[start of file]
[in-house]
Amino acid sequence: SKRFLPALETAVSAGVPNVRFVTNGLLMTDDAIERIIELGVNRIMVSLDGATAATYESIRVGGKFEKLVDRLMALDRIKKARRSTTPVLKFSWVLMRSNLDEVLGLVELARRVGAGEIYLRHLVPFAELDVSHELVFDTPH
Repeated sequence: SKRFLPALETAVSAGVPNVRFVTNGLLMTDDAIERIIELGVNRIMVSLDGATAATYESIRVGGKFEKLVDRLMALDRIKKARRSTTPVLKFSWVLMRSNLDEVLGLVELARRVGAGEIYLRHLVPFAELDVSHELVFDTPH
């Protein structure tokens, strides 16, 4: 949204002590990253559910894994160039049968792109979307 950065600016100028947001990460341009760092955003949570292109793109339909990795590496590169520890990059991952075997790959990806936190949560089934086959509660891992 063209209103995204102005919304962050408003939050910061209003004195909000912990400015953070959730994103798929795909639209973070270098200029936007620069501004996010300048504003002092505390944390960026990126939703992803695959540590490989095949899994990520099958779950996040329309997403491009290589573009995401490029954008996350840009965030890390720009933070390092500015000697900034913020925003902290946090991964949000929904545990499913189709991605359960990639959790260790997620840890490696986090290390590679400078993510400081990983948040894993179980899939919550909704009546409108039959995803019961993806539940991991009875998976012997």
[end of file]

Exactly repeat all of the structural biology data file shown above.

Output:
[in-house]
Amino acid sequence: SKRFLPALETAVSAGVPNVRFVTNGLLMTDDAIERIIELGVNRIMVSLDGATAATYESIRVGGKFEKLVDRLMALDRIKKARRSTTPVLKFSWVLMRSNLDEVLGLVELARRVGAGEIYLRHLVPFAELDVSHELVFDTPH
Repeated sequence: SKRFLPALETAVSAGVPNVRFVTNGLLMTDDAIERIIELGVNRIMVSLDGATAATYESIRVGGKFEKLVDRLMALDRIKKARRSTTPVLKFSWVLMRSNLDEVLGLVELARRVGAGEIYLRHLVPFAELDVSHELVFDTPH
């Protein structure tokens, strides 16, 4: 949204002590990253559910894994160039049968792109979307 950065600016100028947001990460341009760092955003949570292109793109339909990795590496590169520890990059991952075997790959990806936190949560089934086959509660891992 063209209103995204102005919304962050408003939050910061209003004195909000912990400015953070959730994103798929795909639209973070270098200029936007620069501004996010300048504003002092505390944390960026990126939703992803695959540590490989095949899994990520099958779950996040329309997403491009290589573009995401490029954008996350840009965030890390720009933070390092500015000697900034913020925003902290946090991964949000929904545990499913189709991605359960990639959790260790997620840890490696986090290390590679400078993510400081990983948040894993179980899939919550909704009546409108039959995803019961993806539940991991009875998976012997």